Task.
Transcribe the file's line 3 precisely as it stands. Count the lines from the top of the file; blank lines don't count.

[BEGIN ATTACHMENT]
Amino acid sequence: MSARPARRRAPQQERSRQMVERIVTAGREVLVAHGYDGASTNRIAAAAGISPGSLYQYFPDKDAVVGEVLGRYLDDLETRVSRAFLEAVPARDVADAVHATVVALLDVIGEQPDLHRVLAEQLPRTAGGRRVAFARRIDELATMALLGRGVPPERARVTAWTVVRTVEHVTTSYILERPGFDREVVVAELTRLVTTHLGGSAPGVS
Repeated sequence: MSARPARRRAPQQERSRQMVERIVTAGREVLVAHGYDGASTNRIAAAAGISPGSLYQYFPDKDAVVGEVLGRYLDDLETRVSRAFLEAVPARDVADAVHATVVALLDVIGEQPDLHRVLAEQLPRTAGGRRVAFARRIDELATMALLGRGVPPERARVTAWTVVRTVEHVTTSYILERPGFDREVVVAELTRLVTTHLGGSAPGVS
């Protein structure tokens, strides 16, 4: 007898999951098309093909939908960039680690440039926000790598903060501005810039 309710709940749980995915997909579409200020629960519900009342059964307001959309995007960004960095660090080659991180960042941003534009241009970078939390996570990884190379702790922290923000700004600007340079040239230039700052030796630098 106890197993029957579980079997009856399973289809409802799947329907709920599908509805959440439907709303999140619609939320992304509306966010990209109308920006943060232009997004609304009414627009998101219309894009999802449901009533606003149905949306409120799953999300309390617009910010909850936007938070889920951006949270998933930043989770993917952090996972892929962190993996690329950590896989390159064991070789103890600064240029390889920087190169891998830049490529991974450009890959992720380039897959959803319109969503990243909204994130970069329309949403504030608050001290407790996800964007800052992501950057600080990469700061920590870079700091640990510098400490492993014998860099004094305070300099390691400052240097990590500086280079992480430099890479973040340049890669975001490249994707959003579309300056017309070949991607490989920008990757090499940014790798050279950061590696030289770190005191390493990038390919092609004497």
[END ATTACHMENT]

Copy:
């Protein structure tokens, strides 16, 4: 007898999951098309093909939908960039680690440039926000790598903060501005810039 309710709940749980995915997909579409200020629960519900009342059964307001959309995007960004960095660090080659991180960042941003534009241009970078939390996570990884190379702790922290923000700004600007340079040239230039700052030796630098 106890197993029957579980079997009856399973289809409802799947329907709920599908509805959440439907709303999140619609939320992304509306966010990209109308920006943060232009997004609304009414627009998101219309894009999802449901009533606003149905949306409120799953999300309390617009910010909850936007938070889920951006949270998933930043989770993917952090996972892929962190993996690329950590896989390159064991070789103890600064240029390889920087190169891998830049490529991974450009890959992720380039897959959803319109969503990243909204994130970069329309949403504030608050001290407790996800964007800052992501950057600080990469700061920590870079700091640990510098400490492993014998860099004094305070300099390691400052240097990590500086280079992480430099890479973040340049890669975001490249994707959003579309300056017309070949991607490989920008990757090499940014790798050279950061590696030289770190005191390493990038390919092609004497």